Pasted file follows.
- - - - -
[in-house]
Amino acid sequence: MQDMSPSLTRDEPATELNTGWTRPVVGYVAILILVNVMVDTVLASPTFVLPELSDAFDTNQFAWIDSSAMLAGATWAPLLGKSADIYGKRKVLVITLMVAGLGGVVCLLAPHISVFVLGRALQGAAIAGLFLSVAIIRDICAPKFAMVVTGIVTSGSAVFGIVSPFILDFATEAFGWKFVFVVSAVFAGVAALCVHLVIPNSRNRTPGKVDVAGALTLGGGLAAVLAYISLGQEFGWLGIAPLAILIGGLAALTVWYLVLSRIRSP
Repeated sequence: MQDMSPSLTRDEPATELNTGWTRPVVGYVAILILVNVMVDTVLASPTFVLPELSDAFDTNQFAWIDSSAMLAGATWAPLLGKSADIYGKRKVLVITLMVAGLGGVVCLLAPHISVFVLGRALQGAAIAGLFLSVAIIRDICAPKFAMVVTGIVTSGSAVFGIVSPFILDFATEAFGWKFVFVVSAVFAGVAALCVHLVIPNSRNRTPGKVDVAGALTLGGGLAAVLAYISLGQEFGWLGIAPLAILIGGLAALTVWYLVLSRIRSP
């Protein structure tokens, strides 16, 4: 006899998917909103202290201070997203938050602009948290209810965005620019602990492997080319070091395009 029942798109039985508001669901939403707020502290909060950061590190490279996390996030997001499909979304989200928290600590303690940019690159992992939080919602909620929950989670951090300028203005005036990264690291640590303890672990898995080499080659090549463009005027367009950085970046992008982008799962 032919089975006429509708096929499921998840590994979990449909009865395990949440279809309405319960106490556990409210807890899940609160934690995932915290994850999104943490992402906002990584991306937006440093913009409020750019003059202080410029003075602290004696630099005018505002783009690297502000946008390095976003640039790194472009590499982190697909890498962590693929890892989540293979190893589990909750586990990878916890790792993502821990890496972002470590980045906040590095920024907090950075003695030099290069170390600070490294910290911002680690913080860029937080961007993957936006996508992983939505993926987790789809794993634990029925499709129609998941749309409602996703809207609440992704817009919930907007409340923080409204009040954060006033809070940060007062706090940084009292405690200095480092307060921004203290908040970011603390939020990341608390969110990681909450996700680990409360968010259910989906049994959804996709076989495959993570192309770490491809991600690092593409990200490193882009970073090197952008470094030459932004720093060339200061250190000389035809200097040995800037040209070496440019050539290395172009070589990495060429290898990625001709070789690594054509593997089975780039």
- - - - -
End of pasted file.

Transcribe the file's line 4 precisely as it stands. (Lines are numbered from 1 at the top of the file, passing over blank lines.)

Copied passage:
């Protein structure tokens, strides 16, 4: 006899998917909103202290201070997203938050602009948290209810965005620019602990492997080319070091395009 029942798109039985508001669901939403707020502290909060950061590190490279996390996030997001499909979304989200928290600590303690940019690159992992939080919602909620929950989670951090300028203005005036990264690291640590303890672990898995080499080659090549463009005027367009950085970046992008982008799962 032919089975006429509708096929499921998840590994979990449909009865395990949440279809309405319960106490556990409210807890899940609160934690995932915290994850999104943490992402906002990584991306937006440093913009409020750019003059202080410029003075602290004696630099005018505002783009690297502000946008390095976003640039790194472009590499982190697909890498962590693929890892989540293979190893589990909750586990990878916890790792993502821990890496972002470590980045906040590095920024907090950075003695030099290069170390600070490294910290911002680690913080860029937080961007993957936006996508992983939505993926987790789809794993634990029925499709129609998941749309409602996703809207609440992704817009919930907007409340923080409204009040954060006033809070940060007062706090940084009292405690200095480092307060921004203290908040970011603390939020990341608390969110990681909450996700680990409360968010259910989906049994959804996709076989495959993570192309770490491809991600690092593409990200490193882009970073090197952008470094030459932004720093060339200061250190000389035809200097040995800037040209070496440019050539290395172009070589990495060429290898990625001709070789690594054509593997089975780039």